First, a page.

By Piper Bayard
My intelligence operative writing partner, Jay Holmes*, is not at liberty to issue a statement on the current “insult to Islam” situation, but thanks to Freedom of Speech, I am under no such restrictions.
The Muhammed Movie Trailer has stirred up quite a lot of passions in America and around the world. That’s because religion, like politics, is visceral and rational discussions of either are rare. Blame is flying in a chaotic whirlwind with nowhere stable to land. Let’s take a moment to calm our roiling viscera and look at some facts.
America has no established religion. America has Freedom of Speech. That’s what allows people of many religions to co-exist. Differing religions that produce violent conflict in other parts of the world co-exist peacefully here because Americans chose at the nation’s founding to value Freedom of Speech above the individual ability to do violence in the face of offense. It is part of the Social Contract, and it is based on the notion that human life and peace are more important and productive than any verbal insults.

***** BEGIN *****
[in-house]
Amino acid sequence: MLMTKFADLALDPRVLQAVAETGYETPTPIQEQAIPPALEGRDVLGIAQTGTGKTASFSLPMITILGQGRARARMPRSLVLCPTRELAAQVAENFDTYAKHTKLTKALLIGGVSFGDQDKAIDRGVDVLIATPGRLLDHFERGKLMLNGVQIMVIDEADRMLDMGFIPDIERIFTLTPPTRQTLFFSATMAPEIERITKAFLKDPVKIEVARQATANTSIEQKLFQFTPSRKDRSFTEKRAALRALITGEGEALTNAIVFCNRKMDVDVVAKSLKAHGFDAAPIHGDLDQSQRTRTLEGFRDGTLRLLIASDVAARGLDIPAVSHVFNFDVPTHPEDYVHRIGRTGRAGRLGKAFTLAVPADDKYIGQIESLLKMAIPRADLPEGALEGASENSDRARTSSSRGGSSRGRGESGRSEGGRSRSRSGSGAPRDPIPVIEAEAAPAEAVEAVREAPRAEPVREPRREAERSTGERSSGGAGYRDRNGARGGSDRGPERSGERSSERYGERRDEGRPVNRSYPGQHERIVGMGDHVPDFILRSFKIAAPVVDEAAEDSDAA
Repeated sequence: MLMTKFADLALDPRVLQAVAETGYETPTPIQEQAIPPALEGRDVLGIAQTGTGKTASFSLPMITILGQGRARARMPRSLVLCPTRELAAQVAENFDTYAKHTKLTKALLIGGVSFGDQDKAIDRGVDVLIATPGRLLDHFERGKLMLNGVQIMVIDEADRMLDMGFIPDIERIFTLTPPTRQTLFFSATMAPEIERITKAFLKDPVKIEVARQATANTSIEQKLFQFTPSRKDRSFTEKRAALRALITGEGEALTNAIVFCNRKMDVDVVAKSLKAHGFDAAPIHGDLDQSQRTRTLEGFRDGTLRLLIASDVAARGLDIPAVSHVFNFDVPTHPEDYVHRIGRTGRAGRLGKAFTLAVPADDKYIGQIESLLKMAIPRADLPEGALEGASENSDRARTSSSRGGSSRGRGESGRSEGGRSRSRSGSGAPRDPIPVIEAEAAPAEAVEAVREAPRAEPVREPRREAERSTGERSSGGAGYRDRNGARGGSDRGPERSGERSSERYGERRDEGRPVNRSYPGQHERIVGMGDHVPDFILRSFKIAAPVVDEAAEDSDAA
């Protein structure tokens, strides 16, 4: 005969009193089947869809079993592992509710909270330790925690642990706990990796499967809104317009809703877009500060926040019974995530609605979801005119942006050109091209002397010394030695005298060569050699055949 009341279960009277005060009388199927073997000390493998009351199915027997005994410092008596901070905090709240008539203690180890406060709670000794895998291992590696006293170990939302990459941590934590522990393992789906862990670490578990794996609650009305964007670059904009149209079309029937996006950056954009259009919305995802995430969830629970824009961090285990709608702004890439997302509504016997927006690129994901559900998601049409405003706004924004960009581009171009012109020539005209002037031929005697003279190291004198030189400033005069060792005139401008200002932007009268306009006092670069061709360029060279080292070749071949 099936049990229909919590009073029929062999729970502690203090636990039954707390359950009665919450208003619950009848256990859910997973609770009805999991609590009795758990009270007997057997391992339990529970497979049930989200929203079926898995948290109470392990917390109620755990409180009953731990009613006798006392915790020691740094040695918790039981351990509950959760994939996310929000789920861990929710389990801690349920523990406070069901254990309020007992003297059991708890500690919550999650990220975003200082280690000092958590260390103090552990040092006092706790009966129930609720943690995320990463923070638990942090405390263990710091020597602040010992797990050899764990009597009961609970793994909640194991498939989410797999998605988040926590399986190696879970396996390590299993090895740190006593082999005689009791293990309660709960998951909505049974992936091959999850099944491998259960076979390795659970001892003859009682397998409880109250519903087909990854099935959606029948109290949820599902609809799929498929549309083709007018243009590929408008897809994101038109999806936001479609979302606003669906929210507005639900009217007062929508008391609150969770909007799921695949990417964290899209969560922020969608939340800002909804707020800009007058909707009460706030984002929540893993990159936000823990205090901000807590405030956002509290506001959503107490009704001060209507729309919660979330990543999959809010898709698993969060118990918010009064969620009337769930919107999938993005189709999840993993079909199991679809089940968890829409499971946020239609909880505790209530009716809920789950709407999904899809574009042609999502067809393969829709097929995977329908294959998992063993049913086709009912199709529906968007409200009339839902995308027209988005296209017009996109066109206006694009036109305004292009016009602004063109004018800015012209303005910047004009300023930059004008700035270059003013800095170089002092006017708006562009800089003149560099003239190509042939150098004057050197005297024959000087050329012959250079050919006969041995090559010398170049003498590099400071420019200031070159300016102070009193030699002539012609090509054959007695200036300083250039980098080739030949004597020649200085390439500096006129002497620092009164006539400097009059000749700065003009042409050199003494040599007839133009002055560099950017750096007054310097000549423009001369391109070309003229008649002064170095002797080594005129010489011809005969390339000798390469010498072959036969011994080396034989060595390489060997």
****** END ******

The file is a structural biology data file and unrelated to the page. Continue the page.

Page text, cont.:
Currently, Muslims are attacking our US embassies and consulates around the world because an Egyptian Coptic Christian living in America made a parody film of Muhammad and posted it on YouTube. The violence claimed the lives of four Americans, including the US Ambassador to Libya Christopher Stevens.
US Ambassador to Libya Christopher Stevens, image from US Dept. of State
Some Americans place the blame for those deaths squarely on the filmmaker and his backers. “He should have known Muslims would riot and kill people.” I would disagree for two primary reasons.